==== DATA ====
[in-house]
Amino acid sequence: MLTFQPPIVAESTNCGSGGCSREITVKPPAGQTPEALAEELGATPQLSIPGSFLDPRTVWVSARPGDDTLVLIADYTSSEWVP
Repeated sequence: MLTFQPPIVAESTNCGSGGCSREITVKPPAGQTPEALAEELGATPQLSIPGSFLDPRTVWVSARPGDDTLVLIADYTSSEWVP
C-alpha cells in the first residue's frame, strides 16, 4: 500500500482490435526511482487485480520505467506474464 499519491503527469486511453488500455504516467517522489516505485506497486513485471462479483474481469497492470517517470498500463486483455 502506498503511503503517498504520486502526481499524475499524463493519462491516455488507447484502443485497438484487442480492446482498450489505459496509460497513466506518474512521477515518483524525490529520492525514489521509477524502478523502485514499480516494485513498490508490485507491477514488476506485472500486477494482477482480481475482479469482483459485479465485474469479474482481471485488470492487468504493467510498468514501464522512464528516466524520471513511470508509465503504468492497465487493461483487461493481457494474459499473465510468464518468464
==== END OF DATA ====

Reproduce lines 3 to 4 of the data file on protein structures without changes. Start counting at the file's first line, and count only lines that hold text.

Repeated sequence: MLTFQPPIVAESTNCGSGGCSREITVKPPAGQTPEALAEELGATPQLSIPGSFLDPRTVWVSARPGDDTLVLIADYTSSEWVP
C-alpha cells in the first residue's frame, strides 16, 4: 500500500482490435526511482487485480520505467506474464 499519491503527469486511453488500455504516467517522489516505485506497486513485471462479483474481469497492470517517470498500463486483455 502506498503511503503517498504520486502526481499524475499524463493519462491516455488507447484502443485497438484487442480492446482498450489505459496509460497513466506518474512521477515518483524525490529520492525514489521509477524502478523502485514499480516494485513498490508490485507491477514488476506485472500486477494482477482480481475482479469482483459485479465485474469479474482481471485488470492487468504493467510498468514501464522512464528516466524520471513511470508509465503504468492497465487493461483487461493481457494474459499473465510468464518468464